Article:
At school my son is looking at polyhedra (that’s the proper word for polyhedrons – like cubes, tetrahedrons, etc).


The other day he came home with pictures of a dodecahedron (that’s the one with 12 pentagon sides) and an icosahedron (20 triangle sides). The icosahedron is really neat. Each point has 5 edges hitting it, and if you hold it right, you can have 5 sides in a top layer, 5 on the bottom, and 10 around the middle. It’s nicely symmetrical, and it feels familiar.

I think the reason it feels so familiar is because if you chop off the corners you get a truncated icosahedron. This makes each point into a pentagon (because there are 5 edges that meet at the point), and each triangle into a hexagon (because you’ve chopped each the corner off). Pump it up a little, and then you can play football with it. I think this should be called an ‘isoccerhedron’ though.

(Image is from the Wikipedia site)

The class didn’t actually look at the isoccerhedron, but I think the class full of boys would’ve enjoyed seeing such an application of polyhedra. After all, maths doesn’t get applied much when you’re in Grade 5.

No File Conversion in Windows Mobile Device Center?

In the days of ActiveSync (which means before I upgraded to Vista), I could connect my mobile device to my laptop, and copy files across from one device to another. This hasn’t changed.

But ActiveSync didn’t just COPY the files. It would CONVERT them as well (something WMDC doesn’t do). ActiveSync would convert Pocket Word files to/from .doc files (a problem Nick Randolph has faced too), Pocket Excel files to/from .xls, and also tag PDF files so that my mobile device could view them in Reflow mode.

Like the Pocket Office formats (which are must more compact than the Office 2000 equivalents), Reflow mode is just so useful – but without the ability to tag the file, it makes reading PDFs on my mobile device a thing of the past.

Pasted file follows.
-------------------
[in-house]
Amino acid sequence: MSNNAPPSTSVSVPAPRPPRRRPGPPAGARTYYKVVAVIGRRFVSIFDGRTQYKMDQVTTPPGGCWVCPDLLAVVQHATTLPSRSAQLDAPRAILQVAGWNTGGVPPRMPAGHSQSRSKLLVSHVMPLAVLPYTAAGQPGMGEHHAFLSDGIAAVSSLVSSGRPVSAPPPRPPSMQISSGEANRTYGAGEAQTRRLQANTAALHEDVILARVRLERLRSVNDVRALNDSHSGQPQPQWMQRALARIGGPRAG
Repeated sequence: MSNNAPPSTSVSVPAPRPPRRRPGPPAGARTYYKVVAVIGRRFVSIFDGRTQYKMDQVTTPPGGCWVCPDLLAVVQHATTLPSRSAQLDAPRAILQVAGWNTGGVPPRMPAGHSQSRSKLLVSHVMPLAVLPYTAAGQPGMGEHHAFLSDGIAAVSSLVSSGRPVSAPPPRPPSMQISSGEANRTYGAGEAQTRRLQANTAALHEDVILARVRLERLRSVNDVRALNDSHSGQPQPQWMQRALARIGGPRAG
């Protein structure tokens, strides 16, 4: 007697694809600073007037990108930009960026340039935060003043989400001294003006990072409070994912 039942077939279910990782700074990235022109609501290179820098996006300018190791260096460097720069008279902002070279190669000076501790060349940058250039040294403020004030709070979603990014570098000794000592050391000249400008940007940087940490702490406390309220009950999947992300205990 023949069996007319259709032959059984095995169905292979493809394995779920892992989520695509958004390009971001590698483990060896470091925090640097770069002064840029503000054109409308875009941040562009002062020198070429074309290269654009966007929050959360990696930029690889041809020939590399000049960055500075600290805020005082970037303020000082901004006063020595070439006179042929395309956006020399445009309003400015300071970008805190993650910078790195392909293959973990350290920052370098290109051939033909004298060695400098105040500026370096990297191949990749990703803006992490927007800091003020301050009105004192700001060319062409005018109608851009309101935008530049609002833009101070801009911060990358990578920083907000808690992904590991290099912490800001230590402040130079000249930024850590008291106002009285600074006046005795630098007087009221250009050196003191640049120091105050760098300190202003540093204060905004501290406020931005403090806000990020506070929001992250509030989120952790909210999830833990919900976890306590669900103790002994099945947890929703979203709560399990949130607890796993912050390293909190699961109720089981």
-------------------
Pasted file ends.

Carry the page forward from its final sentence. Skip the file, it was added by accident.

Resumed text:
Documents in SQL Server 2008

One of my favourite aspects of SQL Server 2008 is the fact that you can store documents (well, files) in the database. Annoyingly, this doesn’t seem to be implemented in the June 2007 CTP.

There has long been an argument about whether images should be stored in the database or in the file system. The same argument occurs when discussing Word documents, Excel spreadsheets, and all the rest. With SQL Server 2008, the answer is simple – store in the database using a varchar(max)/nvarchar(max)/varbinary(max) type with the FILESYSTEM option. This will store the information in the file system, but still let you manipulate the data using standard constructs like UPDATE and DELETE. Very cool! Now people can access your data through whichever medium they need.

DATE and TIME data types in SQL Server 2008

Sick of using DATETIME to store values which are always going to be the date-part only? Yeah, me too. This is why SQL Server 2008 has new data types called DATE and TIME, which store just the DATE or TIME component of a DATETIME, respectively. Half the size, and much more appropriate if that’s all you need.

So now you can picture code like:

where cast(thedatetime as date) = ’2007-06-11′

But please be aware. This kind of query is likely to cause a table scan, just as if you cast a FLOAT to an INT. In this scenario, it would be better to use code like:

where thedatetime >= ’2007-06-11′ and thedatetime < ’2007-06-12′

…so that an index on thedatetime can be used. But of course this is the code you would’ve used in SQL Server 2005 anyway.

So what’s the point? Well, if you’re dealing with DATETIME fields, I would still be using them in a DATETIME way. But there will be plenty of data models that will start using the DATE type instead, if that’s what’s most appropriate to use.

NOTE: These data types are not available in the June 2007 CTP of SQL Server 2008